Much of the advertising ecosystem still relies on third-party cookies, so much so that they’ve been called “the backbone” of programmatic advertising. Says Stefano Mazzalai, Director of Marketing Operations at Instapage:
This is a problem for tracking and attribution in general, as 3rd party providers will have a hard time tracking web activities and send back that information to the advertising platform. The good news is that there are alternative methods (such as making targeting more contextual for example - there are a few exciting companies in that space right now), as well as cookies that are more compliant (2nd-party cookies, which have a more strict data collection process as it's agreed beforehand between providers). So it will be a matter of finding alternative methods for tracking or just tracking less.
Bigger companies are better equipped to handle the loss of third-party trackers, but smaller startups that rely on PPC will have a harder time adjusting. Immediately ridding the web of all third-party tracking could leave some desperate for a workaround similar to the one advertisers found for Safari. And that could end poorly for users.
Potential alternatives, good and bad
One alternative, known as device fingerprinting, tracks users by certain characteristics of the device they’re using, and how it interacts with sites across the web. But it’s known for being far more invasive. So are DNS records or deep packet inspections, which have been used by internet service providers, like Verizon, initially without letting visitors know or opt-out.
So, instead of all-out blocking third-party cookies, Google claims they’re committed to working toward a solution for advertisers, publishers, and users, too. These solutions are targeting technologies that enable tactics similar to what third-party trackers do.
They won’t be able to target visitors 1:1, but they’ll be able to personalize closely through technology like Google’s federation of learning cohorts (FLoC), which could deliver targeted ads to thousands of people with similar interests. Messages will be personalized enough to be relevant, and advertisers will be able to track conversions, but individual targeting won’t be possible.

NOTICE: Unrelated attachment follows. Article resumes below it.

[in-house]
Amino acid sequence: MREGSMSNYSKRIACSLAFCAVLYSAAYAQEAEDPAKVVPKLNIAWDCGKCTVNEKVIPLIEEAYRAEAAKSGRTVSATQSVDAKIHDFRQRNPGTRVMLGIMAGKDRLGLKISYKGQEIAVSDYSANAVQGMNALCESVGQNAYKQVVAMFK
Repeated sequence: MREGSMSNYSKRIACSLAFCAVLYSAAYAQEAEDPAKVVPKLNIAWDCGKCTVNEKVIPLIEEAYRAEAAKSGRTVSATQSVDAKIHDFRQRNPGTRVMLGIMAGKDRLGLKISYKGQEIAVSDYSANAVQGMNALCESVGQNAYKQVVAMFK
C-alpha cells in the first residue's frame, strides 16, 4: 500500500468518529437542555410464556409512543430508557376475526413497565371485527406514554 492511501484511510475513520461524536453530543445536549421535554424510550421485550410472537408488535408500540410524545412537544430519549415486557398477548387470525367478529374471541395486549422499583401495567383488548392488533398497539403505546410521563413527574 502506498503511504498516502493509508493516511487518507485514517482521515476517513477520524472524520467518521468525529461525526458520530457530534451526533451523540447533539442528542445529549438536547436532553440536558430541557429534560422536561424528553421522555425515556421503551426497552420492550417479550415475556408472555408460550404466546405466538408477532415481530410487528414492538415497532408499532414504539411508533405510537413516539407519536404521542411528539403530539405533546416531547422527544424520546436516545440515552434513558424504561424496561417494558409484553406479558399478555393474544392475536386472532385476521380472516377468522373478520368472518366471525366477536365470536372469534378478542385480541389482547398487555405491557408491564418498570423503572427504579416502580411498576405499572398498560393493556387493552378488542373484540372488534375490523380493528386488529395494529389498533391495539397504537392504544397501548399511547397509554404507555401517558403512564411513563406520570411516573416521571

The specifics of the plan are still up in the air. But many question whether Google can be trusted to regulate something that’s such a major part of its business. Since most traffic already comes through Chrome, Google has access to a trove of first-party data, and by eliminating third-party cookies, they stand to gain greater control of it.
Already, the Association of National Advertisers and the American Association of Advertising Agencies have released a statement in opposition to Google’s plan:
Google's decision to block third-party cookies in Chrome could have major competitive impacts for digital businesses, consumer services, and technological innovation. It would threaten to substantially disrupt much of the infrastructure of today's Internet without providing any viable alternative, and it may choke off the economic oxygen from advertising that startups and emerging companies need to survive.
We are deeply disappointed that Google would unilaterally declare such a major change without prior careful consultation across the digital and advertising industries. We intend to work with stakeholders and policymakers to ensure that there are practical and competitive alternatives available before Google's planned change fully taking effect. We will also collaborate with Google in this effort, so we can all ensure the digital advertising marketplace continues to be competitive and efficient.
In the interim, we strongly urge Google to publicly and quickly commit to not imposing this moratorium on third party cookies until effective and meaningful alternatives are available.
Start creating personalized experiences
Starting in February 2020, Chrome will start limiting insecure cross-site tracking by treating cookies that don’t specifically label themselves “first-party” as “third-party,” and require they be accessed over HTTPS. They’ll also launch anti-fingerprinting measures and covert tracking workarounds later this year.